Speaking at a city government meeting, Luzhkov said officials might soon be forced to impose congestion charges for those driving into the city center, entering the Third Ring and passing through the outer boundaries of the city. The measures would be key to alleviating the traffic problems afflicting the capital and would be accompanied by extensive development of the city's transport and road network, Luzhkov said. (MT)




Alfa Withdraws Candidate



HELSINKI -- Telenor, Norway's largest telephone company, said Alfa Group withdrew one candidate for VimpelCom's board, complying with an arbitration tribunal ruling.

The Geneva-based tribunal required Alfa to keep the number of candidates at four and withdraw other nominees by May 14, Telenor said late Monday. (Bloomberg)




Sedmoi Plans Growth



Sedmoi Kontinent plans to open 50 hypermarkets in Russia and Belarus and double its current number of supermarkets by 2010, said the retailer's CEO, Galina Ilyashenko, the Prime-Tass news agency reported Tuesday.

Sedmoi Kontinent currently runs 123 stores in Moscow and the Moscow region, one store in St. Petersburg, 11 in the Kaliningrad region, and one store in Minsk. (MT)




Bans Cost Georgia $100M



LONDON -- Russian trade sanctions against Georgia cost the former Soviet Republic $100 million in 2006, Agence France Presse reported Tuesday, citing the Central Bank of Georgia.

Georgia lost $50 million after Russia imposed a ban on importing its wines in March 2006, while it lost $13 million due to a ban on Borzhomi mineral water, AFP said, citing the bank report. (Bloomberg)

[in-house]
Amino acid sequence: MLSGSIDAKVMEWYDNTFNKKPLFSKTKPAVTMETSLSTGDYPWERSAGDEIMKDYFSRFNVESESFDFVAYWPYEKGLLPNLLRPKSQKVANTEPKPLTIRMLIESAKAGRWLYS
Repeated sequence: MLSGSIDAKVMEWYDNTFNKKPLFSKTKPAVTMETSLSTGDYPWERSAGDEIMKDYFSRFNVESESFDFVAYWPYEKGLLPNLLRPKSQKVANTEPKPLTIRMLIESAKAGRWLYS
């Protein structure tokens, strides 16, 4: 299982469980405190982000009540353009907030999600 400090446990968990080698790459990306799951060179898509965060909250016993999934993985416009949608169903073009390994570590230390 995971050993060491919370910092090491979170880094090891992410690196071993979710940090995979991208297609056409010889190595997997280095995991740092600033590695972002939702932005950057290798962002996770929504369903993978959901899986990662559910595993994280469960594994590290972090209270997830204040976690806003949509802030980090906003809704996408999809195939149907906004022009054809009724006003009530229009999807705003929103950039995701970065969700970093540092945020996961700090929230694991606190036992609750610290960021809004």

Domodedovo Traffic Rises



Domodedovo International Airport handled 18 percent more passengers in the first four months of 2007 than one year earlier as both domestic and international travel increased.

The airport served 4.6 million passengers from January to April, the operating company said Tuesday. International traffic increased 27 percent to 2.6 million passengers, and traffic within Russia gained 8.7 percent to 2 million travelers, it said. (Bloomberg)




Russian Sea Plans IPO



Russian Sea Group plans to hold the country's first initial public offering by a seafood producer, Kommersant reported Tuesday, citing the company.

The IPO is tentatively slated for 2009, the newspaper said. Russian Sea is run by Maxim Vorobyov, whose brother Andrei founded the company and now heads the central committee of United Russia, Kommersant said. (Bloomberg)




Mat-Minerals to Build Plant



The foundation stone was laid Tuesday for a construction materials factory at a ceremony in Uchaly, Bashkortostan, Interfax reported.

The construction project, which will cost 18 billion rubles ($700 million) to complete, will be carried out by Czech firm Mat-Minerals and the Czech Export Bank, the agency reported. (MT)




Kazakhs Plans to Up Deficit



ALMATY, Kazakhstan -- Kazakhstan, the second-biggest energy producer in the former Soviet Union, plans to increase spending to a revised 2.36 trillion tenge ($19.8 billion) this year, resulting in a budget deficit equal to 2.2 percent of gross domestic product.

The deficit is planned to grow by 126 billion tenge to 271.2 billion this year, said a report Tuesday on the government web site. (Bloomberg)